MacMullan started as a Metro/Region news intern at the Globe in 1982 working the 11:00 a.m. - 7:00 p.m. shift. It was here that her desire to cover sports blossomed.

She states, ?Ian Thomsen, now of Sports Illustrated, interned with me at the Globe at that time. He is my best friend in the business and a very underrated writer. I really wanted to be in sports. I was only 21 at the time, but I took a deep breath, went into (then-Globe sports editor) Vince Doria?s office and asked for a chance.

?He told me I needed some experience. I went back and covered UNH sports for two weeks and gave him those stories.?

Right around this time, Bob Ryan left the Globe for a full time job at WCVB-TV 5. MacMullan was there for the opportunity.

?They hired me and I was covering crew, Boston University football, Northeastern basketball and the NCAA Final Four. Ian (Thomsen) was hired then as well.? MacMullan counts former Globe scribes Lesley Visser and Leigh Montville as mentors who helped her at the Globe.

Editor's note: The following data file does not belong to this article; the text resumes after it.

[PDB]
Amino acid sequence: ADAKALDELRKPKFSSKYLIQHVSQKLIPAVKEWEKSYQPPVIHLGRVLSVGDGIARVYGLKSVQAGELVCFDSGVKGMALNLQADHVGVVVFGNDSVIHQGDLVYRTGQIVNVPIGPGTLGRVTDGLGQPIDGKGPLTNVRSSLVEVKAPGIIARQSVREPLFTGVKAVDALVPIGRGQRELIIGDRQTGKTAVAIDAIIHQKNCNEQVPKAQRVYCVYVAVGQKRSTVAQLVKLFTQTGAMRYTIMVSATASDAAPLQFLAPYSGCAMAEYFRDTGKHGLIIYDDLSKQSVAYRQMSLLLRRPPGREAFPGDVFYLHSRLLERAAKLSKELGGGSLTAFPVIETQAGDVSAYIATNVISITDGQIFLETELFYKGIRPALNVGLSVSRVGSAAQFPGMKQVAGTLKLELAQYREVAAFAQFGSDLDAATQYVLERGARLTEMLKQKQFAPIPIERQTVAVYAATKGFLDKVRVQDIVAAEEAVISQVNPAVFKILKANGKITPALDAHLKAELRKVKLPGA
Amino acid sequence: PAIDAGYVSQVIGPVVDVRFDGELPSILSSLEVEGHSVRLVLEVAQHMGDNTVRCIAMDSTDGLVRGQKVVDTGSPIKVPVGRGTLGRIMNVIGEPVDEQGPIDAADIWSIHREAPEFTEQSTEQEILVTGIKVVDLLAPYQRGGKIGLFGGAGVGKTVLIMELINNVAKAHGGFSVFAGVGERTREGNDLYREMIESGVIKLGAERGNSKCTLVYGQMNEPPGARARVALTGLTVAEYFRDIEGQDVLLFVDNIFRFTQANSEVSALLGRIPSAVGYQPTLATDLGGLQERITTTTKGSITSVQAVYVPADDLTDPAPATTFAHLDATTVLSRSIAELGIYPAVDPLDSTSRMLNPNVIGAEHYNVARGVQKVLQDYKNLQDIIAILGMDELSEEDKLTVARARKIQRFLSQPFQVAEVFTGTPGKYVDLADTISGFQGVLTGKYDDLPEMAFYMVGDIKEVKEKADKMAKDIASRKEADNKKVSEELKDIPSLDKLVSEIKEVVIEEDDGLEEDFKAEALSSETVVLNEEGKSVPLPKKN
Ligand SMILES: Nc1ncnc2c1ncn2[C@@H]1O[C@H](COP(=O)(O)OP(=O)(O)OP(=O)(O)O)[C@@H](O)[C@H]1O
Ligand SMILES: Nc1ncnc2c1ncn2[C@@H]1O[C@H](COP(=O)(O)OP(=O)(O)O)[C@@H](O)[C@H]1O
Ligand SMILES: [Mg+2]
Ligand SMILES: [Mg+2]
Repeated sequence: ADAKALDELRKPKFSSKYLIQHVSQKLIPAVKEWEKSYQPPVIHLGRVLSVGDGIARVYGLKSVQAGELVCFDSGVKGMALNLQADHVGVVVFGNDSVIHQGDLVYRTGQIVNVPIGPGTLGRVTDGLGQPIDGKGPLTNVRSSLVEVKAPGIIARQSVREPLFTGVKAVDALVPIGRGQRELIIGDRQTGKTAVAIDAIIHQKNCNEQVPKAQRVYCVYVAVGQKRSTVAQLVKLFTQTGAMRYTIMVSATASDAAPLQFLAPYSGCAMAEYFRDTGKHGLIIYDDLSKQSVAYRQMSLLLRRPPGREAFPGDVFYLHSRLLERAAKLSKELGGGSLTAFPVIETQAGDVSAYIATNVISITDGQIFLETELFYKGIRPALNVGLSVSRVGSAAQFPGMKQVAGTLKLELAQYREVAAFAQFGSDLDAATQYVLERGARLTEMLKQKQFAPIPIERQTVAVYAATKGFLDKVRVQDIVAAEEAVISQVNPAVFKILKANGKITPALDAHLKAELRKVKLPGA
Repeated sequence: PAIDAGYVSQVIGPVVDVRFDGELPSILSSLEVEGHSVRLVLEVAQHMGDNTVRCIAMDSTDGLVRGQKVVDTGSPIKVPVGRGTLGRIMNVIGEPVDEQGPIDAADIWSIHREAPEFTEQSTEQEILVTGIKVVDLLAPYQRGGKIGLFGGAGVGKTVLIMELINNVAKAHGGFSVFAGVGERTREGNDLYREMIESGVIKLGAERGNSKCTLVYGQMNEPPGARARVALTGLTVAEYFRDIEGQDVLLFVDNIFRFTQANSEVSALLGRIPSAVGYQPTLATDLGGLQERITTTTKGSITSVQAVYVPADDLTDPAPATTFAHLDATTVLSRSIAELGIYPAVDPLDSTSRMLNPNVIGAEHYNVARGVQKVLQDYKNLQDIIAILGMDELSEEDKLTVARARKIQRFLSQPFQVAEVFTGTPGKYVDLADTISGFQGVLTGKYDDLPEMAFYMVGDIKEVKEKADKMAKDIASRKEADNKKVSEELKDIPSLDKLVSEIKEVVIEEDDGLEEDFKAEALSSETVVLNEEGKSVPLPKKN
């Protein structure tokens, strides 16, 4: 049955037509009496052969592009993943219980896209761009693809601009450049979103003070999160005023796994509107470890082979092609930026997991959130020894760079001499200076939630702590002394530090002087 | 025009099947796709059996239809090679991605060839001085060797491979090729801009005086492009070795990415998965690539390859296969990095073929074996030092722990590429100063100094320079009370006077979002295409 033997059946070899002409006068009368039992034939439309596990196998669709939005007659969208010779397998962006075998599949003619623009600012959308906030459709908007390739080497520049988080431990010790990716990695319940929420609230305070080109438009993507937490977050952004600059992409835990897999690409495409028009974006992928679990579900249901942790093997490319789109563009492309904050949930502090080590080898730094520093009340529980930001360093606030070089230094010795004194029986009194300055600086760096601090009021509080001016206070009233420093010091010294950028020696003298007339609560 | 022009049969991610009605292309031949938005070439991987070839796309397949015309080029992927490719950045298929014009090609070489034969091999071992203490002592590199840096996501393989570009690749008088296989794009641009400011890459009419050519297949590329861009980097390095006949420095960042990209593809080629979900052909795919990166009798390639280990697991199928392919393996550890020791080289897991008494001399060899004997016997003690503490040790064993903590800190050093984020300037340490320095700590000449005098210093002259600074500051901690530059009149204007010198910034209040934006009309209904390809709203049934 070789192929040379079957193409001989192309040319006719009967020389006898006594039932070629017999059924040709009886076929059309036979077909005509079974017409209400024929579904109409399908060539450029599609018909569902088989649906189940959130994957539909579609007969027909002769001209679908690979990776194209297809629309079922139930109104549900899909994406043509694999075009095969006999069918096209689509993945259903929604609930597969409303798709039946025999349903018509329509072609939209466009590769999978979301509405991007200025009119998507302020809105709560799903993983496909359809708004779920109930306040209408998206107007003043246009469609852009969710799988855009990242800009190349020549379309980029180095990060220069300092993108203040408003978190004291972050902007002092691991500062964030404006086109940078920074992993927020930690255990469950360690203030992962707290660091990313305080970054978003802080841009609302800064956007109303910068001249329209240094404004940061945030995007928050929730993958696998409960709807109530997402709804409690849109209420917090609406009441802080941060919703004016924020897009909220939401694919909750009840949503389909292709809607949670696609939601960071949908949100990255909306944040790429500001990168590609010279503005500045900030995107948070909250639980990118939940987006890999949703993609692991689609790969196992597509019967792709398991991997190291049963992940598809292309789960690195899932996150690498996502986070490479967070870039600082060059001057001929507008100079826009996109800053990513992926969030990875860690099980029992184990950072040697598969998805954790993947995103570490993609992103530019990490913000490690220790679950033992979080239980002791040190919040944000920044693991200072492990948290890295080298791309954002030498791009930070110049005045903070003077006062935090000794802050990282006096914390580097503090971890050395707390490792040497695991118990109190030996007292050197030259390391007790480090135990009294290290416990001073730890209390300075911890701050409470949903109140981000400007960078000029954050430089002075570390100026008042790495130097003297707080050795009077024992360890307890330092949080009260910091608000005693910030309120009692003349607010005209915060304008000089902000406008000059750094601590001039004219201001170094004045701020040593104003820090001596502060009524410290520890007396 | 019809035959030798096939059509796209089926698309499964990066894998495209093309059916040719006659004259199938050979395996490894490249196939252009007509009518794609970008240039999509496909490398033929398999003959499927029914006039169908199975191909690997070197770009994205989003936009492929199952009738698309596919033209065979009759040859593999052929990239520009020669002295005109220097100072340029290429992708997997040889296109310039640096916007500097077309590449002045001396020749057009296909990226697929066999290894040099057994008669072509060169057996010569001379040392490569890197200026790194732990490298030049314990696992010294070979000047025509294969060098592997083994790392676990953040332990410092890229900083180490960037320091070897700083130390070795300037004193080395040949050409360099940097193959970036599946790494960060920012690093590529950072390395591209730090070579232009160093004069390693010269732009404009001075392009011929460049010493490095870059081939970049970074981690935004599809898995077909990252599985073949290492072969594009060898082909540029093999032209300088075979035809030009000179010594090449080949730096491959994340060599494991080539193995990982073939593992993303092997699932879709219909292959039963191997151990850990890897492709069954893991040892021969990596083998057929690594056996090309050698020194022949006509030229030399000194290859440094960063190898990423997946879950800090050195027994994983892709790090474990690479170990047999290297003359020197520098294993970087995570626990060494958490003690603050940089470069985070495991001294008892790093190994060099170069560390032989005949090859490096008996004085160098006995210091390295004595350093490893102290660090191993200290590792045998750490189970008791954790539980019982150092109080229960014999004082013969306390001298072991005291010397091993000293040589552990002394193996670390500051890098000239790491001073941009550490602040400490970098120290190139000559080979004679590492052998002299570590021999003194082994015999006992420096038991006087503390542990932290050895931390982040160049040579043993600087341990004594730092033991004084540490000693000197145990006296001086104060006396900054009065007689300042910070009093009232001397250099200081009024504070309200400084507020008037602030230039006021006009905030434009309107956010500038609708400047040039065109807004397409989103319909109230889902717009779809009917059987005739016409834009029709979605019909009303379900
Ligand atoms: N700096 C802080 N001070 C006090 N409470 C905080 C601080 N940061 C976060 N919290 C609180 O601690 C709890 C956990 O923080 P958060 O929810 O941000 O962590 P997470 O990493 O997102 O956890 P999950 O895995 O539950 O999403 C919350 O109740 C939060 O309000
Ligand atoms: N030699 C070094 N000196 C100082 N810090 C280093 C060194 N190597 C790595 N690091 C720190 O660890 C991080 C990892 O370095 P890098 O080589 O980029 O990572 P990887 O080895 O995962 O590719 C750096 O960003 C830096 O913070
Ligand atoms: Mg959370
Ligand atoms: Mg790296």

With the continued excellence of the 1980s Celtics, MacMullan became one of the most influential and respected basketball writers in the country. In 1999, she collaborated with Larry Bird on ?Bird Watching,? a book delving into Bird?s perspective on the game as a player and coach.

MacMullan blanketed the Celtics through the salad days of 1984-1987, and through 1994. She credits the players for allowing her important access.

?Larry Bird, Robert Parish, Kevin McHale and Dennis Johnson gave me a chance. They were all great to me. Robert Parish was the best of them all. I have had great relationships with athletes over the years. Patrick Ewing, Charles Barkley, Tedy Bruschi, Willie McGinest and David Ortiz stand out.?

Not all of MacMullan?s dealings with athletes have been positive. ? (Former NBA star) Larry Johnson was absolutely terrible, a real jerk,? says the 46 year-old MacMullan. ?At one of the World Championship tournaments in Toronto, he grabbed his crotch in front of me and was a total disgrace.